|Letter to the Editor
Greetings & respects to you my long time friend and elder. Sorry it's been so long since writing but shit has went all haywire in here since the COVID outbreak. I caught the shit around Thanksgiving but I'm 100% back to normal....
Anyway, yesterday [letter dated January 7, 2021] was a historic day in this nation. Not sure how it will all play out but there's a lot more to it than meets the eye and what the mainstream media is reporting.
As far as me, some very good news. My appeals lawyer has found a loophole in my case order. A new law just passed in 2019. I had a resentencing hearing set in [date withheld]. But it has been moved back to [date withheld] due to COVID in Los Angeles jails & court system. So I'm keeping my imaginary lucky rabbit's foot clutched in my mind's hand, wishing on a favorable outcome. So keep your fingers crossed for me Sam. I may be out of prison very soon with time served. And hell, they may even owe me a few bucks for holding me past my time. In reality I was supposed to be released in [date withheld].
Well, wishing you a happy new years, when I gain my freedom after [number of years withheld] years I'll stay in touch with you for sure. I have big plans.
Truly, your real friend,
—R.D.H., a prisoner
PS Thank you for all the newsletters since I last wrote. I've been getting them all. Life in here has been so screwed up. But I've gotten through my depression and doing much better mentally. You live a truly free life on your own terms. And that's the main reason I respect you. Plus you're one of the most decent & intelligent people I've ever had the honor to be in contact with. Thanks for giving us prisoners a voice through your publication. Shoot, I think you've raised my I.Q. over the years.
—R.D.H.The Church's Blonde Organist
As Retold by Sam Aurelius Milam III
The previous preacher having passed on to his reward, a new preacher arrived at the church. He was young and highly motivated. One of his first projects was to visit every member of his congregation, introduce himself, and urge them to attend church services.
One such member of the church was the church organist. She'd never been married and, indeed, she'd lived a very sheltered life. She was very straight-laced and, supposedly, she'd never even had an affair. She been a blonde when she was younger but that had been quite some time ago. She'd been the church organist for the past several decades.
Regardless of her circumstances, she was high on the preacher's list, and he soon arrived at her home. She was happy to see him, and left him in her sitting room, briefly, while she went to the kitchen for some cookies and milk. While he waited, he wandered around the room. One item got his attention. It was a condom, sitting on the center of a fancy doily, on the top of her Baldwin organ.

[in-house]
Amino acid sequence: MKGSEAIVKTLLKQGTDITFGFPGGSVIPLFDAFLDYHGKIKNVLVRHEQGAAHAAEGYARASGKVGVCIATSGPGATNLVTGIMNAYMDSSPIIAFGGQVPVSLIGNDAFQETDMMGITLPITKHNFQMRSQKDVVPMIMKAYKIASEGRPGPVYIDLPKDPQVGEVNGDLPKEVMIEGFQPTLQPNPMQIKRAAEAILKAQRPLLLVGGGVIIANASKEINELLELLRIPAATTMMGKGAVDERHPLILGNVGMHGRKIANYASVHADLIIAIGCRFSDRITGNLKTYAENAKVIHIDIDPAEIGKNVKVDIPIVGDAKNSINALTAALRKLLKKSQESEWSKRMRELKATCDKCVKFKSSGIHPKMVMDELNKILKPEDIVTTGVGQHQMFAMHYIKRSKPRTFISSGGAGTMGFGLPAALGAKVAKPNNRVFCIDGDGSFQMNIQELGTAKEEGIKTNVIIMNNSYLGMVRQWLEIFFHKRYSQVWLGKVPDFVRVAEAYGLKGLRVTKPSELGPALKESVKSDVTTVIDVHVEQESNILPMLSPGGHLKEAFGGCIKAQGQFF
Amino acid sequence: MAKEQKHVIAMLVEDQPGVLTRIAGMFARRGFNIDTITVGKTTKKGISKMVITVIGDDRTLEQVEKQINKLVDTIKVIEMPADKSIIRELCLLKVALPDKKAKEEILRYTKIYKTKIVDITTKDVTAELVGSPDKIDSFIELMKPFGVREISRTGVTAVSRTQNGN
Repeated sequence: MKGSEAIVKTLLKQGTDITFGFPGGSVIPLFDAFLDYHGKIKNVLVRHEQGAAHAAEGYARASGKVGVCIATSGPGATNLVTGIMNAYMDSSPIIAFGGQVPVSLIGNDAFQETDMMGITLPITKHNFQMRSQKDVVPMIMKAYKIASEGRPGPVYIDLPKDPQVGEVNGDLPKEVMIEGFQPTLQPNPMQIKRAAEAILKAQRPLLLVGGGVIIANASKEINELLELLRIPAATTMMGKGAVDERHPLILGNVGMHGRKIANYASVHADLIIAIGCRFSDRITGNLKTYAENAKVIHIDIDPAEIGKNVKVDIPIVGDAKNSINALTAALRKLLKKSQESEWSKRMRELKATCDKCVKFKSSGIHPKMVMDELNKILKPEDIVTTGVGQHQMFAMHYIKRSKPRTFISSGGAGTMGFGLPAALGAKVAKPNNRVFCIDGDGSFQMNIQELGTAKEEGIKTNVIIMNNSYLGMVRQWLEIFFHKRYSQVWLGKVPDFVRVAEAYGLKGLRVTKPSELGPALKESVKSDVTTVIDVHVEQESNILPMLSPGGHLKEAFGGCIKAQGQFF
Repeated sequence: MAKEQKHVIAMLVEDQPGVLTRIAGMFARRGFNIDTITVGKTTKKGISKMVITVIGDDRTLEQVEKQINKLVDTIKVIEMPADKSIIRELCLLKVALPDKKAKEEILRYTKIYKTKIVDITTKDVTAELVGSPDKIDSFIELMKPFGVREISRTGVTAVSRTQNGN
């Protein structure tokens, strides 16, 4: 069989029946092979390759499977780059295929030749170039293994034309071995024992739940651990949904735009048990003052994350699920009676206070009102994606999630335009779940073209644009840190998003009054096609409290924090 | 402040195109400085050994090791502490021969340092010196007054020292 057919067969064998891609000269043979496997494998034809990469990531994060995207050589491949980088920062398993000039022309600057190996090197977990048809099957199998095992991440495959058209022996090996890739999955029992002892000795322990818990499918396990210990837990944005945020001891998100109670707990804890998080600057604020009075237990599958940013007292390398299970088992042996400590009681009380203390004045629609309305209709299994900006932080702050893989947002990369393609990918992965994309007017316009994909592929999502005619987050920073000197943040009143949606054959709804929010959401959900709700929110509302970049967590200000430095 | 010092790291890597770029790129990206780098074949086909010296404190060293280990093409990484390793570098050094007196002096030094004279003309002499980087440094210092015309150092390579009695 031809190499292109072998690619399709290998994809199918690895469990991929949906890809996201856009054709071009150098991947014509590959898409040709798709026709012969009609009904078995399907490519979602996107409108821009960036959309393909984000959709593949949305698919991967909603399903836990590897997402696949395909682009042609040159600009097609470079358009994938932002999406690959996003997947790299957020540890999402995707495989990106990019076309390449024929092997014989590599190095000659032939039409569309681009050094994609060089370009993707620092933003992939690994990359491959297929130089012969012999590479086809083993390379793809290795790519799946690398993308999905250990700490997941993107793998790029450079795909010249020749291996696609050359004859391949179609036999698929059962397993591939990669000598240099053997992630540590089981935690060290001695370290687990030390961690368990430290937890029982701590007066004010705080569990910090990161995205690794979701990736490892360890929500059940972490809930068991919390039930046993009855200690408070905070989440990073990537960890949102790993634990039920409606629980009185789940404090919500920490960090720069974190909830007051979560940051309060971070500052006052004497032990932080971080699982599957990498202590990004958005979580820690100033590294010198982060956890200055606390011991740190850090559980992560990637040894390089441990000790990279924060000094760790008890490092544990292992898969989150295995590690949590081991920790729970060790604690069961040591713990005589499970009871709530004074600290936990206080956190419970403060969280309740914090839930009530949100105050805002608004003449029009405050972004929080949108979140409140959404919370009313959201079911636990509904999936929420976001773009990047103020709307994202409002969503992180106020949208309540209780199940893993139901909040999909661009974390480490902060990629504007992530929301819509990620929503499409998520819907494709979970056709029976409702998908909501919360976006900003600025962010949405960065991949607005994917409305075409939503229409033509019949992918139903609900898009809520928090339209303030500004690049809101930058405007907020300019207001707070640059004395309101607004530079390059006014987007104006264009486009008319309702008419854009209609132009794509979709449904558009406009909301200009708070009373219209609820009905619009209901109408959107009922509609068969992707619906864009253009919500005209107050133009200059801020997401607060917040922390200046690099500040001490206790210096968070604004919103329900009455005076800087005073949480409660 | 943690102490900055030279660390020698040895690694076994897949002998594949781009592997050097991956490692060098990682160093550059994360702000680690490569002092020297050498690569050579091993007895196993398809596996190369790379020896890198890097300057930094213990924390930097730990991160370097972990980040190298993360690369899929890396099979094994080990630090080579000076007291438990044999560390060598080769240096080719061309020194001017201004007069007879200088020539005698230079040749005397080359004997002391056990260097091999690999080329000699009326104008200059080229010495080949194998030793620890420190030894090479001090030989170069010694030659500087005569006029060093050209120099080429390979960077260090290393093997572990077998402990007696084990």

After she returned, they chatted about the church, musical selections, some of the members, and so forth, but the condom kept creeping into his mind. Finally, he couldn't stand it any more.
"I apologize," he hesitated, "but I just have to ask."
"Anything," she replied.
Somewhat embarrassed, he pointed to the condom and asked, "Why is that there?"
"Oh!" she exclaimed in delight, clasping her hands joyfully in front of her. "Several years ago, I found it on the ground near the high school. The label said, place on organ for the prevention of disease, and you know what," she exclaimed, "it works! I haven't had even a cold since I put it there!"
Creeping Fascism and My Funding
Sam Aurelius Milam III
A recent announcement from eBay informed me that eBay will soon start requiring sellers to provide Social Security numbers. So, I won't be selling on eBay any more. I seldom got more than about $5 during any given month and, most months, I didn't make any sales at all. Even so, as little as it was, I won't be getting even that any more.
My only previous predicable source of cash ended in July of 2016. Since then, I've mostly been using occasional contributions, plus what I'd previously saved, which is now mostly gone. Even though I'm 74 years old and I'm being stingy with my funds, it seems likely that I'm going to outlive them.
It's going to be difficult for me to pay for things, including the publication of this newsletter and the maintenance of my websites and domain names. Things like socks, hand soap, and light bulbs also come to mind. So, donations are welcome. Maybe somebody might even buy something from the Moonlight Flea Market, where I don't need a Social Security number to sell things, at least not yet. I can't cash checks or money orders. PayPal still works, for now, but cash is best.
My thanks to the following: El Dorado Bob; and Betty.
It's Hot and Dry in Georgia
Signs That You're Getting Older
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— Sam Aurelius Milam III, editor